Step up, once again, Jerome Robbins, whose Suite of Dances – a duet for a man and a cello (here the excellent Natalie Clein, playing solo Bach in the romantic spirit of Brahms) – gently pokes fun at the performer who feels happier going at a jog than a sprint. As the on-stage cellist romps through fast arpeggios, the dancer repeatedly flags, only to be spurred – or shamed – by the music into more energetic action. It's a neat device, not least because in the end, after much mugging and pouting and pretend exhaustion, the dancer pulls off some stunning fast travelling pirouettes and a few big jumps. My major gripe was with Acosta's mismatched red top'n'slacks combo, which left him looking like a badly painted postbox.

By contrast, the white one-shouldered Lycra job that is required wear for Apollo – and which makes so many otherwise great physical specimens look pasty – is glorious on Acosta. With his muscled golden form set against Balanchine's signature Athens sky, he's the closest to a Greek god we're ever likely to get. But it's the dignity inherent in the title role that makes this 1928 modernist classic ideal Acosta territory. In the old days, he would have been called a danseur noble: he has more of that quality than any other man dancing today.

Yet he combines that nobility with an imaginative engagement with the role that lights up its more obscure corners: handling Apollo's lyre with the bragadoccio of a rock star with his first Stratocaster; lining up his three Muses like a cat that got the cream (can things get any better for a junior god?), and testing the tension in their triple-linked arms with an avidness that made me – dozens of Apollos under my belt – see their symbolism: the interdependence of all art.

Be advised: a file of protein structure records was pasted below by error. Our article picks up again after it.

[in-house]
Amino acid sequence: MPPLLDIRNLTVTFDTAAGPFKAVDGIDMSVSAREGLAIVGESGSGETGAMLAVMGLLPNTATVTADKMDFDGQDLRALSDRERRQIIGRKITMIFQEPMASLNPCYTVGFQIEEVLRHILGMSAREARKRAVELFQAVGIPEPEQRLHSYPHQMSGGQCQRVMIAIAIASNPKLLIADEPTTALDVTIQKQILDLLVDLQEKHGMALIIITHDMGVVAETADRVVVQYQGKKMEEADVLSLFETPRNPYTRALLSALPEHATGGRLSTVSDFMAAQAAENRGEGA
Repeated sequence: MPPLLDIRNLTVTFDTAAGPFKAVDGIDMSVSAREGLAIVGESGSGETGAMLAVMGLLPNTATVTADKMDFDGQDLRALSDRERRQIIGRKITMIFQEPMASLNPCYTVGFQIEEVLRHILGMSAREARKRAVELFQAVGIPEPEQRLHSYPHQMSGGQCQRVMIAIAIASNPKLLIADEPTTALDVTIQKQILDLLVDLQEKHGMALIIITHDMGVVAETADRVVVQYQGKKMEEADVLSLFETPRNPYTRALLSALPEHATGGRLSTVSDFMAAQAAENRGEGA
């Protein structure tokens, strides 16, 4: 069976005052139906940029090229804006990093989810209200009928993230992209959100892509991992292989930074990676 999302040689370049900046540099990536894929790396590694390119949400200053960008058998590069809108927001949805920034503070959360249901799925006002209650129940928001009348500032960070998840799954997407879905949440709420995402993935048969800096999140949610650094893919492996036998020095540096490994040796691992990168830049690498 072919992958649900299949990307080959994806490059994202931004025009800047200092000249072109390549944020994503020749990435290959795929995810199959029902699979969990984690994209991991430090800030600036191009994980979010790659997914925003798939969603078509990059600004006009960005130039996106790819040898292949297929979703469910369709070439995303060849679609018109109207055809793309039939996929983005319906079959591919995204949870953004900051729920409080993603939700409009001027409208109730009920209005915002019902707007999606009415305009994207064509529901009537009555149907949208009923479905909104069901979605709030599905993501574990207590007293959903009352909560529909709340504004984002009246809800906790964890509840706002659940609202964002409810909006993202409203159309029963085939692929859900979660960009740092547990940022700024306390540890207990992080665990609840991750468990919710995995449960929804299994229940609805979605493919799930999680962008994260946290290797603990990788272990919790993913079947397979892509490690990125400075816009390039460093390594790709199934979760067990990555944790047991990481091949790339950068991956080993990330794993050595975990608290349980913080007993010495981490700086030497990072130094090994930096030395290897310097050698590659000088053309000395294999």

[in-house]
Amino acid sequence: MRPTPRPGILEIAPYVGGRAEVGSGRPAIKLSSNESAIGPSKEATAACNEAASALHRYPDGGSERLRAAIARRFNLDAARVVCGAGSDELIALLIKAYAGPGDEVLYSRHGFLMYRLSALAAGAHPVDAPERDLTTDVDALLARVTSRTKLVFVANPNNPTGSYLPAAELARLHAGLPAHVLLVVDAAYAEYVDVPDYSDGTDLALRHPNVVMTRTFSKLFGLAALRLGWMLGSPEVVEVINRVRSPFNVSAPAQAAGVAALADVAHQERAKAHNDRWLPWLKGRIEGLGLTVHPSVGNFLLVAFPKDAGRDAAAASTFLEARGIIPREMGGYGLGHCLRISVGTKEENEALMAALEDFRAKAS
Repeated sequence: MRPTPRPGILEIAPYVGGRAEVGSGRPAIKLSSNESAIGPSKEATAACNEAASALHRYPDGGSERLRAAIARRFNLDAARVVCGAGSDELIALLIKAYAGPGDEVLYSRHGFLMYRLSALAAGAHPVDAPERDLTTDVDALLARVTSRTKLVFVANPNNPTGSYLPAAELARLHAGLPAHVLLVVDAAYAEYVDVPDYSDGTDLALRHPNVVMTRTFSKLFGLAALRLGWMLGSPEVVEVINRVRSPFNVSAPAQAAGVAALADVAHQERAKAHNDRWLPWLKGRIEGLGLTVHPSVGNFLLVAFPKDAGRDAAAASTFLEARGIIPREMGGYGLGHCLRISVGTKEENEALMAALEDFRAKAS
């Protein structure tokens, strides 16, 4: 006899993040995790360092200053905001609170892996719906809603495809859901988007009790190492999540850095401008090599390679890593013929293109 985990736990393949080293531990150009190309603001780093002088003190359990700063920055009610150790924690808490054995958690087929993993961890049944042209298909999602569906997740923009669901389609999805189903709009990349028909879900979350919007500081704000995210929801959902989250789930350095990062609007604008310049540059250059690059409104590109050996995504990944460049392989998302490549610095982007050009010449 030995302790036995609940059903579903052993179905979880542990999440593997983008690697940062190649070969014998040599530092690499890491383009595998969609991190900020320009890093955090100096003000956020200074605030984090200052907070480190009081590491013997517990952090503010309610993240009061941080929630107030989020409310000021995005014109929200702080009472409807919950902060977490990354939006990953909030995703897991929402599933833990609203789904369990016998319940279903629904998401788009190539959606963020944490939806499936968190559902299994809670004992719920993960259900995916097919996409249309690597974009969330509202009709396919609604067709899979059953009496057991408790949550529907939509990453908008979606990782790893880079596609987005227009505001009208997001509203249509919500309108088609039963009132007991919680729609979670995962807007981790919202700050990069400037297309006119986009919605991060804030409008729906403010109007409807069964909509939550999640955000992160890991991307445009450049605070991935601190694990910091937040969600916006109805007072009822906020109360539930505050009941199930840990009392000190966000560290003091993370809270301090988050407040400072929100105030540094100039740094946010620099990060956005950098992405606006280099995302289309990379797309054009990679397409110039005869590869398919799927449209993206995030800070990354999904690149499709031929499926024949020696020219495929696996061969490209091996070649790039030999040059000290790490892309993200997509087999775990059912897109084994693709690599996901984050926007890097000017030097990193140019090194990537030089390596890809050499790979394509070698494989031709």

The evening is completed by Young Apollo, a new work by Adam Hougland set to a zingy score by Britten. Danced ably by Erina Takahashi and Junor de Oliveira Souza (allowing Acosta a breather), it makes a small, if nicely contrasting impact. The mighty Apollo has no match.

Have you tried new the Independent Digital Edition apps?
Arts and Entertainment

ebooksNow available in paperback
Arts and Entertainment

Arts and Entertainment
Arts and Entertainment
Place Blanche, Paris, 1961, shot by Christer Strömholm
photographyHow the famous camera transformed photography for ever
Arts and Entertainment
The ‘Westmacott Athlete’
Arts and Entertainment
‘The Royals’ – a ‘twisted, soapy take on England’s first family’
tv Some of the characters appear to have clear real-life counterparts
Brooks is among a dozen show-business professionals ever to have achieved Egot status
Arts and Entertainment
A cut above: Sean Penn is outclassed by Mark Rylance in The Gunman
film review
Arts and Entertainment
arts + ents
Arts and Entertainment